The Urbantrout team has spent the last couple of weeks on a European road trip – and in the course of a long loop of driving through the Austrian Alps via Berchtesgaden, the Saalach valley, some Ziller tribs and a couple of truly idyllic high lakes on the legendary Braurup ticket…
… we reckoned it’d be rude not to include one or two slightly more urban locations as well.
On our first overnight stop at the very fishing-friendly Forellenstube in Lofer, we found lots of familiar territory: fast little (and not so little) streams spilling sharply out of the surrounding mountain canyons, becoming rapidly canalised and pressed into service for mills and every other kind of industry on the pool-table flatlands of the valley floors.
(Sidebar: it’s interesting to speculate exactly how long ago most of these alpine rivers got channelled and rip-rapped – longer than we imagine, or shorter than we think?)
Much to our delight, there were bridges, tunnels, even bridges inside tunnels over nameless carriers… real collectors’ items for urban explorers and connoisseurs of all things Trout in Dirty Places.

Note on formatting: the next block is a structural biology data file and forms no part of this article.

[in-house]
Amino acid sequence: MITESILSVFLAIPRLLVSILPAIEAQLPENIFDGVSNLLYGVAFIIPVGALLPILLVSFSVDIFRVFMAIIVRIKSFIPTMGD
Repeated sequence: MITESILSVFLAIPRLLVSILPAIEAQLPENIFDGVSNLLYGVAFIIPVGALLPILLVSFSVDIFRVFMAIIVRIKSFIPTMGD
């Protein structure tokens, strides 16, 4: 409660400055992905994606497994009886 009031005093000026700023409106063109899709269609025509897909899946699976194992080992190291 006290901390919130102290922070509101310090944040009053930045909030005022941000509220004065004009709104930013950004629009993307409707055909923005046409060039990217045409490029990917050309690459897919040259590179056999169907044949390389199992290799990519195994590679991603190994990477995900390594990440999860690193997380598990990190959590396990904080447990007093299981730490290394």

Some stretches were fishable, while others seemed a lot more dubious (even in strengthening rain with no-one else around) and on balance we decided it’d be a bad call to get banged up for poaching on our first or second full day in a country where minor urban misdemeanours like jaywalking are notoriously frowned on.
Further upstream, however, we located a car park (tick), a skate ramp (tick again), and a big old mill weir with a good-looking sequence of limestone boulders studded around the outside bend of the rock-armoured run above.
Judging from all the trampled patches in the bankside brambles, this was a well-known spot for dropping stonefly nymphs onto the noses of large, suspicious trout in the currents swirling around those boulders.
As we’ve discovered so often before, there’s no better set of tools for this kind of game than a long, ultralight fly-rod like the ESN 2100-4, balanced with a Vision Kalu reel and a Sunray nymphing line. The whole rig simply telegraphs the strikes right up your arm, so it’s only catastrophic operator error that lets you miss a single hit.
And just as those Austrian fishermen’s paths had told us, there were trout behind most of those boulders, and sometimes in front of them too…